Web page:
You mention the close-ups: One of the things that struck me about the film was how different it looked compared to other low-budget indie dramedies.
We didn't want it to look like -- and I like these films, this is not meant to put these movies down -- an $800,000 movie, which is what it was. We didn't want it to have that sort of mumblecore, lo-fi quality. We wanted it to feel a little bigger and give it a little more scope, but to also stay real. The approach for us -- I have to give kudos to David Lansenberg, my really talented cinematographer, he's been a top tier commercial DP for many years and was waiting for the right opportunity and I'm thankful we connected on this -- was to steer clear from the broad comedy space. If you watch "40-Year-Old Virgin," which is a movie I love and laugh at all the time, there's a wide and bright aesthetic. Generally speaking, that doesn't serve the reality of the scene. If you remember the scene when they go in the club, if you turn the sound off and just watch it, you don't buy that they're in a club. It's bright, it's wide. But it doesn't matter in that context because it's about what will make the comedy look best. In the case of "Celeste and Jesse," we wanted it to feel really intimate. We felt like if there was a way where we could be as close to these people as possible -- if we could feel like in that opening photo montage we're looking at two of our closest friends -- we would be able to immerse the audience in a way that maybe your broad comedy doesn't necessarily.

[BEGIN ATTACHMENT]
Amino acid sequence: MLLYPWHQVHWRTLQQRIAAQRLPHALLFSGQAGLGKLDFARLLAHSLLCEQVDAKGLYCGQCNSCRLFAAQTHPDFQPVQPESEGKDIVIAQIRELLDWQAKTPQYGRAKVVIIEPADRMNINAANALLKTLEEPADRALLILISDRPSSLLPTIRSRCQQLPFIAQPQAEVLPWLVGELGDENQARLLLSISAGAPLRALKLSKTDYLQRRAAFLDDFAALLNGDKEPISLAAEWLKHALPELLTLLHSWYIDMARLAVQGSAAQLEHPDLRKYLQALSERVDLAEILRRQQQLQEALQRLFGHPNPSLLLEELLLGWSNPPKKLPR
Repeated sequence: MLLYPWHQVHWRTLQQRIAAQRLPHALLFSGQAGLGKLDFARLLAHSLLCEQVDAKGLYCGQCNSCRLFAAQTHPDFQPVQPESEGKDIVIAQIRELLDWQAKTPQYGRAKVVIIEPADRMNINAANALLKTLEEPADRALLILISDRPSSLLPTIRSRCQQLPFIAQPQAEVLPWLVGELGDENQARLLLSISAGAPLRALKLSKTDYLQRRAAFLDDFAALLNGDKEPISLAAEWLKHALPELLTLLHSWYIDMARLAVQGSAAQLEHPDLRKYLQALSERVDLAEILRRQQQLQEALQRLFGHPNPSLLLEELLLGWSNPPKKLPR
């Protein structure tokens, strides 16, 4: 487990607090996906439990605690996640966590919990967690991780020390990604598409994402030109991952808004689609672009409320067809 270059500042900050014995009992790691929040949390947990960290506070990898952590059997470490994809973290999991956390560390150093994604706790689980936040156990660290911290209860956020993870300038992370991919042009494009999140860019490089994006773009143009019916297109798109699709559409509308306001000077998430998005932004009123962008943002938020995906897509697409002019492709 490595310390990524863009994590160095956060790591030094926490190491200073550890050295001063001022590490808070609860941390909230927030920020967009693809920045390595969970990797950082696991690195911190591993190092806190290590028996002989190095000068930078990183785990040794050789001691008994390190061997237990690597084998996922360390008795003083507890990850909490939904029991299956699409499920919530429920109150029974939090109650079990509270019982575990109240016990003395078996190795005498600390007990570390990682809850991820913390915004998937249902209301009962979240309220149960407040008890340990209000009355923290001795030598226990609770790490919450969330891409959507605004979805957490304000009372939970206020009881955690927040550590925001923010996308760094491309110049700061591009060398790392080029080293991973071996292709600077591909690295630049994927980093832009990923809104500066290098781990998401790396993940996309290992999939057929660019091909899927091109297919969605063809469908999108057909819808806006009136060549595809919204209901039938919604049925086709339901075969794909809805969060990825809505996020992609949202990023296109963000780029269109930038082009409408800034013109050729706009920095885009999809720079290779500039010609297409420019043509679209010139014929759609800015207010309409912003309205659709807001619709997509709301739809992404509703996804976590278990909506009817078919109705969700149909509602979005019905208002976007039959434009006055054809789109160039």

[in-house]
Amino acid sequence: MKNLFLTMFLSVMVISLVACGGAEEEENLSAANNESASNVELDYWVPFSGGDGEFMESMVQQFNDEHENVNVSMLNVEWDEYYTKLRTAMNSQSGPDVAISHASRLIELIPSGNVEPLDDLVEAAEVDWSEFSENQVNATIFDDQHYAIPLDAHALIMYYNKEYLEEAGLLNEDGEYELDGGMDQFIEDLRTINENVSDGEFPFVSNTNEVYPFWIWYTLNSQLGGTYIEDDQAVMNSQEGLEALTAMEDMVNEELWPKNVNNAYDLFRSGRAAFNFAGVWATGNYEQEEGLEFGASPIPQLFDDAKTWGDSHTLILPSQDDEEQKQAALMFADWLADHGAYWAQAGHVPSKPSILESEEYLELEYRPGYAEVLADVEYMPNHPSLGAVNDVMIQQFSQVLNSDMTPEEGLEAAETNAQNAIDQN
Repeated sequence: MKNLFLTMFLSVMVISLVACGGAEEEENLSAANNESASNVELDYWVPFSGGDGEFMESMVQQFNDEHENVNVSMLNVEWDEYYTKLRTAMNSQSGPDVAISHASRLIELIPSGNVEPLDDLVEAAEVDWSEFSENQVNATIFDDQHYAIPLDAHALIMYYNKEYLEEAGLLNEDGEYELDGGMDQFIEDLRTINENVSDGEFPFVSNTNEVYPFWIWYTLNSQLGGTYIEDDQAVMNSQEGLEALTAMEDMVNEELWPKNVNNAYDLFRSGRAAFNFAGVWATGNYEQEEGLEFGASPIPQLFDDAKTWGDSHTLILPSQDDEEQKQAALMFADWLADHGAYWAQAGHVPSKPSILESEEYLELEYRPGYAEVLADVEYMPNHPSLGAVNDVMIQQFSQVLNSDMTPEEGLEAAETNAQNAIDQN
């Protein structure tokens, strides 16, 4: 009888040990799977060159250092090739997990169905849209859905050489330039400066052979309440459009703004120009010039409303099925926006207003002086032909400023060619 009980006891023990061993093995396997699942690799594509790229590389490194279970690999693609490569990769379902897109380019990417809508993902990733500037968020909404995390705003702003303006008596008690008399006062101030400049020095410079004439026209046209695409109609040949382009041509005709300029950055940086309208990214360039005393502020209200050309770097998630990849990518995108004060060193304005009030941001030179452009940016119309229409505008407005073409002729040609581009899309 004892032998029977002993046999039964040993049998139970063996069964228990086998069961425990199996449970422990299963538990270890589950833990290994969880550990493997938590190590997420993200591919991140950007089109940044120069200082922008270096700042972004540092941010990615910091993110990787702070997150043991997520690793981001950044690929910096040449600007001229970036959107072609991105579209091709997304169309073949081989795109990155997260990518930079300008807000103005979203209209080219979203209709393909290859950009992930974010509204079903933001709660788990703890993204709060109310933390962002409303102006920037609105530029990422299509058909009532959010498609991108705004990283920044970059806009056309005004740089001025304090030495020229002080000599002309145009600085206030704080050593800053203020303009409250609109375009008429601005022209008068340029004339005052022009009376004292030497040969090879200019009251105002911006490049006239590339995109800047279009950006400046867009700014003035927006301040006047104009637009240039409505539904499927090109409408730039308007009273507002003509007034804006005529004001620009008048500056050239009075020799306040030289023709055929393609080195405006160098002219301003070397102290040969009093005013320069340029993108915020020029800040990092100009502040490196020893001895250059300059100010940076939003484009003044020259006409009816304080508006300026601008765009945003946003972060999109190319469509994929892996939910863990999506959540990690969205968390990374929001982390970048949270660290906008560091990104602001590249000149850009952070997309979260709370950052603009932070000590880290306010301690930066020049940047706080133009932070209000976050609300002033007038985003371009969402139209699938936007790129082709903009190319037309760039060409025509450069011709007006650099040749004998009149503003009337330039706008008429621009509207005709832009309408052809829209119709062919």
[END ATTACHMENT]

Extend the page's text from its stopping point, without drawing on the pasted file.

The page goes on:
WARNING: SPOILERS AHEAD
Did you give any thought to having them get back together at the end?